By John Ralston, IPLI Mentor and Principal at Perry Meridian Sixth Grade Academy
I have always considered myself a good communicator. I try to be present in every conversation; I try to truly listen to others, see things from their perspective, and always try to avoid judging others or assuming I know their intentions. Having been an administrator for 17 years, I thought this was one area I had mastered. Then I was given a copy of the book Better Conversations by Jim Knight. As I began reading the book and completing the activities in The Reflection Guide to Better Conversations, I quickly realized I had much work to do.
One of the most potent tools the author asks you to complete is to record a conversation you have with a colleague, friend, family member, etc., and then watch the recording and reflect upon what you see. I decided to record a post-conference with a teacher after observing a lesson. I discussed with the teacher why I wanted to record the conversation, and they agreed to participate. When I viewed the recording, I focused on two of the ten habits the author views as instrumental to becoming a better conversationalist:
- Listen – Through my actions and words, am I demonstrating that I am trying to see things from their perspective? Am I listening to hear what they are saying right, or am I listening only to form my response, so the conversation goes in the direction I want?
- Ask Better Questions – Are my questions meant to learn from or about the other person, or are they only to get the information I want? Am I judgmental of their answers? Do my questions open dialogue and foster trust?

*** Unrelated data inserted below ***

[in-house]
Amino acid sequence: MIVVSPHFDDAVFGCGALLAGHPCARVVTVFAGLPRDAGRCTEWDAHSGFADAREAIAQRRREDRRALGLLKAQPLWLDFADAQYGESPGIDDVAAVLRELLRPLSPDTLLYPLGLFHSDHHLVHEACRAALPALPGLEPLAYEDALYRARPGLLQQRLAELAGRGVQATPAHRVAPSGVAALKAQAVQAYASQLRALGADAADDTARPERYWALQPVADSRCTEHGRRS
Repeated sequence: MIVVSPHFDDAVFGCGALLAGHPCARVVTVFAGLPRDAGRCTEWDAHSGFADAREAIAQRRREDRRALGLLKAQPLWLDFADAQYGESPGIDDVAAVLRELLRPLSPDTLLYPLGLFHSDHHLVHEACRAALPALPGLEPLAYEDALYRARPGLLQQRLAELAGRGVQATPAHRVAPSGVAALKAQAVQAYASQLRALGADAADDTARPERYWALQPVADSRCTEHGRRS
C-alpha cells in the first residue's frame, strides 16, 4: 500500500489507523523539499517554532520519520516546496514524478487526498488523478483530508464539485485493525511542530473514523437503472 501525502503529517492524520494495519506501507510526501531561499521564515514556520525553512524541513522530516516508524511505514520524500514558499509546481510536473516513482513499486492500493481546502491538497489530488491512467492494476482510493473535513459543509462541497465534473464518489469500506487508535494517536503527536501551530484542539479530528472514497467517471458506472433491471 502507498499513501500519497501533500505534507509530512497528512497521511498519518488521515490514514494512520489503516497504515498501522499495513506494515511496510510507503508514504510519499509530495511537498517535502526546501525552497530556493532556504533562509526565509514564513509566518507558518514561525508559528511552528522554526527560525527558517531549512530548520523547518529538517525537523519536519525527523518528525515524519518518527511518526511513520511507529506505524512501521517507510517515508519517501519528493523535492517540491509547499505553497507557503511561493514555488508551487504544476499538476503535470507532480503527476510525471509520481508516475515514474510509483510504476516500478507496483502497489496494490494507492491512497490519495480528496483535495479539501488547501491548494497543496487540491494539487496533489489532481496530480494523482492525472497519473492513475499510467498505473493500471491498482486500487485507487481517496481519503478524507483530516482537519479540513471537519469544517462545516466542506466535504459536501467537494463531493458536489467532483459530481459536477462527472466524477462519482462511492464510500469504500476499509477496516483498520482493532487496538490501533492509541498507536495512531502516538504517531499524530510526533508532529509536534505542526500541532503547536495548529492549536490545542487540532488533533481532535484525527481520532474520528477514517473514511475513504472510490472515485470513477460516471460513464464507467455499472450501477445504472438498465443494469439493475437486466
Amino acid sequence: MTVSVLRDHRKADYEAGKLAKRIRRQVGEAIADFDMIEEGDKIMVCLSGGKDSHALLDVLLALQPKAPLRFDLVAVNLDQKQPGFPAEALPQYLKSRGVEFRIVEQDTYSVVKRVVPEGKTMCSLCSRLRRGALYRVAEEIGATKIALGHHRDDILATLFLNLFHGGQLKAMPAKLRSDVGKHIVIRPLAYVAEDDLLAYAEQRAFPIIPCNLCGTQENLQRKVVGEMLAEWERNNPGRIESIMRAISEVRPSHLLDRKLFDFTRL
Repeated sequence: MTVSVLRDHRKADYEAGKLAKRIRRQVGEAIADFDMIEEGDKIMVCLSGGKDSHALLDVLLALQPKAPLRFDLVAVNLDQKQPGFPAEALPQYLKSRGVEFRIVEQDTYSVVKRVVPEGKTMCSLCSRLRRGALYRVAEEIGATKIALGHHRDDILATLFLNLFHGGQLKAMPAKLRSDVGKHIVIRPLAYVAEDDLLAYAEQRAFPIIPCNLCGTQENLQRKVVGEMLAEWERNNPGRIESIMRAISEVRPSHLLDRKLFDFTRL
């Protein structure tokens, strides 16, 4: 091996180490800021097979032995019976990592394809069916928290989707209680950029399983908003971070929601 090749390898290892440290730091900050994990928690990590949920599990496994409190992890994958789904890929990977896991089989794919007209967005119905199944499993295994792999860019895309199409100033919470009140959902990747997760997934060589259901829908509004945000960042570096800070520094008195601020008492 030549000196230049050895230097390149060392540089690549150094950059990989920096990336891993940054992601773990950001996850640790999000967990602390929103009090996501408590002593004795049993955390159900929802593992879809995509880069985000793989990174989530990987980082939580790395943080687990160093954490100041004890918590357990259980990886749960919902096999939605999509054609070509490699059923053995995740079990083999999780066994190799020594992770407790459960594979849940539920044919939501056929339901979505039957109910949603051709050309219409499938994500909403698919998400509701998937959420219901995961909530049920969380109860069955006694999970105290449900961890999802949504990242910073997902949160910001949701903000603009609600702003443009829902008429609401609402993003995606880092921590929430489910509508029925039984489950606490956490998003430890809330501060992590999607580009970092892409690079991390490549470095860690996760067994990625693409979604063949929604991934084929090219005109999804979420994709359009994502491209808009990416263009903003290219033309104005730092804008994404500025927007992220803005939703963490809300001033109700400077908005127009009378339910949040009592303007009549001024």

After watching the recording, I realized that my listening skills were good but could be much better. I saw several instances where I was not listening to what the other person said because I was formulating my response instead of truly listening. I was also surprised to see that my body language during those instances was stiff and rigid compared to the rest of the conversation. I was pleased with the questions I asked during the conference. They were meaningful to the discussion and brought out information that helped me better understand the teacher and me. It is always difficult to watch yourself, but the experience was precious to me, and I will make it a regular part of my professional growth.
Having quality conversations that build trust and respect is, or should be every administrator’s goal. I am grateful to IPLI for providing me with the Better Conversations book, as it has reminded me that no matter how long I have been an administrator, there is always room for growth. We work with our staff and students on having a growth mindset, still being open to getting better. This experience reminded me that I need to model that if I expect staff and students to embrace a growth mindset in my own life.